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  • Call for Wetland Decade under the UN Decade on Ecosystem Restoration (2021-2030)

    Ramsar Cities © WWF

    Open Letter by the International Organization Partners of the Ramsar Convention on Wetlands.

    This will have serious implications on our ability to store carbon and support broader climate adaptation.  By restoring, conserving, and wisely using our wetlands we can contribute towards achieving the Sustainable Development Goals (SDGs).

    Natural wetlands have declined across inland, coastal and marine habitats, with serious impacts on food security, fisheries and other wetland-dependent species, water provision for agriculture and domestic needs, and as natural protection from storms and floods.  The economic and biodiversity value of wetlands far outweighs many terrestrial ecosystems – and yet they are disappearing faster than any other ecosystems. They provide society with huge value. By degrading and draining our wetlands, we lose much more than what lives there, we also lose the diverse benefits they provide to society.

    The Ramsar Strategic Plan 2016–2024, adopted by the 168 Contracting Parties to the Ramsar Convention at their twelfth meeting in Uruguay includes targets for the restoration of wetlands, with biodiversity conservation.  Given the important role that wetlands play in local and regional climate processes, including storing greenhouse gases, they represent an essential component of strategies for adaptation to, and mitigation of, climate change. They can make a significant contribution to building the resilience of communities globally.

    Yet these systems continue to be degraded, annual rates of loss have actually accelerated in the last two decades. Since 1970, 81% of inland wetland species populations and 36% of coastal and marine species have declined.  Over the last century we have lost 70% of our natural wetland area.

    We, International Organization Partners to the Ramsar Convention, would like to remind Contracting Parties to the Convention that our role is to bring these concerns to the forefront of their activities on wetland management, protection and restoration.  We call for a specific programme on Wetland Restoration under the newly adopted UN Decade on Ecosystem Restoration (2021-2030).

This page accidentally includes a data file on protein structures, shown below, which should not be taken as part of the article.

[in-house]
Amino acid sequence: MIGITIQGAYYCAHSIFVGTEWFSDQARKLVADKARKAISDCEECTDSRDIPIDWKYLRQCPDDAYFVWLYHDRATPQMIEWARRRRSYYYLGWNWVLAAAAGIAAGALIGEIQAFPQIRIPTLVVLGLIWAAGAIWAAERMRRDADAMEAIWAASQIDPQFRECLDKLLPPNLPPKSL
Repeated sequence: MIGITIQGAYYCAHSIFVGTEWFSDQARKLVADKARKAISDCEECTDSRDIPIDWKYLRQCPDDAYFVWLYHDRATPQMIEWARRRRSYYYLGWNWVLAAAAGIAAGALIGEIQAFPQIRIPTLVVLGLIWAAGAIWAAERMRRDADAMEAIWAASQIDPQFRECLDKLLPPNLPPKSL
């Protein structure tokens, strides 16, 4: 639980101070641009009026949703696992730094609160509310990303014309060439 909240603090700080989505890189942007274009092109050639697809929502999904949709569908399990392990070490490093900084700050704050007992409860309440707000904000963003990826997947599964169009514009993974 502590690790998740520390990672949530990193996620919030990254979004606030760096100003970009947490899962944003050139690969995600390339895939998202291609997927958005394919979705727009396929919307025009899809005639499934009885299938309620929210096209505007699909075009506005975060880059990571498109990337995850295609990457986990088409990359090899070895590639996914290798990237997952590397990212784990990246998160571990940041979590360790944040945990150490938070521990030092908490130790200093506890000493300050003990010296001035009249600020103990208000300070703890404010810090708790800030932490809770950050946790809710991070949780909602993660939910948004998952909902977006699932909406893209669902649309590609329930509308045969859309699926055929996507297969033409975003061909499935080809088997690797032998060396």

This would help to urgently accelerate the work of countries in mobilising the Strategic Plan of the Ramsar Convention, and to act at the pace needed to deliver against the ambitious SDGs, Aichi Targets, post-2020 biodiversity framework, as well as the Paris Agreement on Climate Change.  We must reverse the decline of natural wetlands, and one key strategy to do that is to restore wetlands and their functions as a key ally for all countries to adapt to climate change impacts, and to help store carbon.

    The International Organization Partners of the Ramsar Convention on Wetlands are: Birdlife International, The International Water Management Institute (IWMI), The Wildfowl & Wetlands Trust, Wetlands International, World Wide Fund for Nature (WWF), and The International Union for Conservation of Nature (IUCN).


  • A new study reveals the Amazon is losing surface water

    Juruena River, Amazonia, Brazil © Zig Koch / WWFA major new study of the Amazon has revealed an alarming trend, with the region losing as much as 350 km2 of surface freshwater every year on average. The loss is related to the construction of hydropower dams, deforestation and climate change.

    Carried out by WWF-Brazil and the Man and Environment Institute of Amazonia (Imazon) – as part of the MapBiomas Project and with the support of Google Earth Engine – this was the first time that a study of this magnitude has been carried out across the Amazon biome.

    Relying on images from Landsat satellites collected over 33 years (from 1985 to 2017), new data processing technology and dedicated research, the study provides new insights and observations relating to changes in the Amazon's water bodies.

    The results of this analysis titled Long-Term Annual Surface Water Change in the Brazilian Amazon Biome: Potential Links with Deforestation, Infrastructure Development and Climate Change were published this week in a special edition of the scientific publication Water.

    Causes and Impacts

    Bernardo Caldas, conservation analyst for WWF-Brazil's Science Program and an author of the report, explains that there is a direct correlation between the loss of water surface in the Amazon and human interventions, including the construction of hydropower and deforestation.

    Small hydropower plants, major infrastructure works, weirs, dams and fish farms all have an impact on the natural dynamics and ecological services of the river basin.

    These human interventions are most prominent in the zone known as the "deforestation arch" in the southern Amazon and the areas most affected by this loss in surface freshwater are the floodplains and lagoons that form from the ebb and flow of the water.  

    "The loss of these dynamic habitats, which are influenced by the natural pumping and flow of the water, endangers freshwater dolphins, fish, turtles and many other species that depend on these sites to breed," explained Caldas. "We are losing the breeding sites where life in the Amazon originates. As a result, the communities that depend on this biodiversity will also be affected."

    Caldas also emphasises that water does not obey state or national boundaries. Its unit is the water basin, comprising the network of rivers and the natural flow of water.